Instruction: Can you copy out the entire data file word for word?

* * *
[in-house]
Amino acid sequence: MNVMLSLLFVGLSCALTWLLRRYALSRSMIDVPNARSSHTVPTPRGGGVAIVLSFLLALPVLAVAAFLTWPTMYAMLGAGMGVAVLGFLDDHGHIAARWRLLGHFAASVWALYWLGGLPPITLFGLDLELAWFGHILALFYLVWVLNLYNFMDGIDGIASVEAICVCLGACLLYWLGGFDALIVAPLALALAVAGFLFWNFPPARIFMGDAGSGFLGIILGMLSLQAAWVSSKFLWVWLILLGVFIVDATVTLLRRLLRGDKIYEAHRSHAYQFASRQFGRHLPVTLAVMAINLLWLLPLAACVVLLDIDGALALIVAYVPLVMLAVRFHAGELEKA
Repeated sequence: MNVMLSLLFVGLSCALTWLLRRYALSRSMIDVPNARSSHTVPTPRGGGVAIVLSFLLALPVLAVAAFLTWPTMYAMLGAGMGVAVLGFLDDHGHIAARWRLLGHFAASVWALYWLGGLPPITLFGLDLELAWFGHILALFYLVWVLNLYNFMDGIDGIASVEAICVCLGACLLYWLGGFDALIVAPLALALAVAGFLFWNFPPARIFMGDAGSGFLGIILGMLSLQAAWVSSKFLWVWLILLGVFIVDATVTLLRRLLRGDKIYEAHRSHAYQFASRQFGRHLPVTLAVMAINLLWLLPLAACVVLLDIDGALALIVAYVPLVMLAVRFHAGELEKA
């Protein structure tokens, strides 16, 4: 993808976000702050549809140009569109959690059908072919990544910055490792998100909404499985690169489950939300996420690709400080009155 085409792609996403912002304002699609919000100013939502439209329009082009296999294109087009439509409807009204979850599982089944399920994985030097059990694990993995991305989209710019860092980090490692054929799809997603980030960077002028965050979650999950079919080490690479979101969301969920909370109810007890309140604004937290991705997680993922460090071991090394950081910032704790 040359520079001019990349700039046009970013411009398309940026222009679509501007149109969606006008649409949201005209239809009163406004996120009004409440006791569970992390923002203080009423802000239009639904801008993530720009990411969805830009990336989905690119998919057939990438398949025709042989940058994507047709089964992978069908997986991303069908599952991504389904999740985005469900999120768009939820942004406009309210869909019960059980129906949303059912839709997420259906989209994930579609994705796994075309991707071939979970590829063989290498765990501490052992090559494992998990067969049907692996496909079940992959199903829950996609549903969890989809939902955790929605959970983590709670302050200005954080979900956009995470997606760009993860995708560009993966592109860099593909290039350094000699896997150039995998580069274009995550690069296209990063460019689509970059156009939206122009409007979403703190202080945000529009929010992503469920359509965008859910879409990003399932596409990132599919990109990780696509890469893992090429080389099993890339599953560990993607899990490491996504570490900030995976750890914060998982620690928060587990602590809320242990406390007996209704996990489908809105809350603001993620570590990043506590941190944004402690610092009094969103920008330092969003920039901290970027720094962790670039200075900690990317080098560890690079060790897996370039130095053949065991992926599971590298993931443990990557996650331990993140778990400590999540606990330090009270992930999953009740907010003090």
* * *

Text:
[in-house]
Amino acid sequence: MNVMLSLLFVGLSCALTWLLRRYALSRSMIDVPNARSSHTVPTPRGGGVAIVLSFLLALPVLAVAAFLTWPTMYAMLGAGMGVAVLGFLDDHGHIAARWRLLGHFAASVWALYWLGGLPPITLFGLDLELAWFGHILALFYLVWVLNLYNFMDGIDGIASVEAICVCLGACLLYWLGGFDALIVAPLALALAVAGFLFWNFPPARIFMGDAGSGFLGIILGMLSLQAAWVSSKFLWVWLILLGVFIVDATVTLLRRLLRGDKIYEAHRSHAYQFASRQFGRHLPVTLAVMAINLLWLLPLAACVVLLDIDGALALIVAYVPLVMLAVRFHAGELEKA
Repeated sequence: MNVMLSLLFVGLSCALTWLLRRYALSRSMIDVPNARSSHTVPTPRGGGVAIVLSFLLALPVLAVAAFLTWPTMYAMLGAGMGVAVLGFLDDHGHIAARWRLLGHFAASVWALYWLGGLPPITLFGLDLELAWFGHILALFYLVWVLNLYNFMDGIDGIASVEAICVCLGACLLYWLGGFDALIVAPLALALAVAGFLFWNFPPARIFMGDAGSGFLGIILGMLSLQAAWVSSKFLWVWLILLGVFIVDATVTLLRRLLRGDKIYEAHRSHAYQFASRQFGRHLPVTLAVMAINLLWLLPLAACVVLLDIDGALALIVAYVPLVMLAVRFHAGELEKA
């Protein structure tokens, strides 16, 4: 993808976000702050549809140009569109959690059908072919990544910055490792998100909404499985690169489950939300996420690709400080009155 085409792609996403912002304002699609919000100013939502439209329009082009296999294109087009439509409807009204979850599982089944399920994985030097059990694990993995991305989209710019860092980090490692054929799809997603980030960077002028965050979650999950079919080490690479979101969301969920909370109810007890309140604004937290991705997680993922460090071991090394950081910032704790 040359520079001019990349700039046009970013411009398309940026222009679509501007149109969606006008649409949201005209239809009163406004996120009004409440006791569970992390923002203080009423802000239009639904801008993530720009990411969805830009990336989905690119998919057939990438398949025709042989940058994507047709089964992978069908997986991303069908599952991504389904999740985005469900999120768009939820942004406009309210869909019960059980129906949303059912839709997420259906989209994930579609994705796994075309991707071939979970590829063989290498765990501490052992090559494992998990067969049907692996496909079940992959199903829950996609549903969890989809939902955790929605959970983590709670302050200005954080979900956009995470997606760009993860995708560009993966592109860099593909290039350094000699896997150039995998580069274009995550690069296209990063460019689509970059156009939206122009409007979403703190202080945000529009929010992503469920359509965008859910879409990003399932596409990132599919990109990780696509890469893992090429080389099993890339599953560990993607899990490491996504570490900030995976750890914060998982620690928060587990602590809320242990406390007996209704996990489908809105809350603001993620570590990043506590941190944004402690610092009094969103920008330092969003920039901290970027720094962790670039200075900690990317080098560890690079060790897996370039130095053949065991992926599971590298993931443990990557996650331990993140778990400590999540606990330090009270992930999953009740907010003090």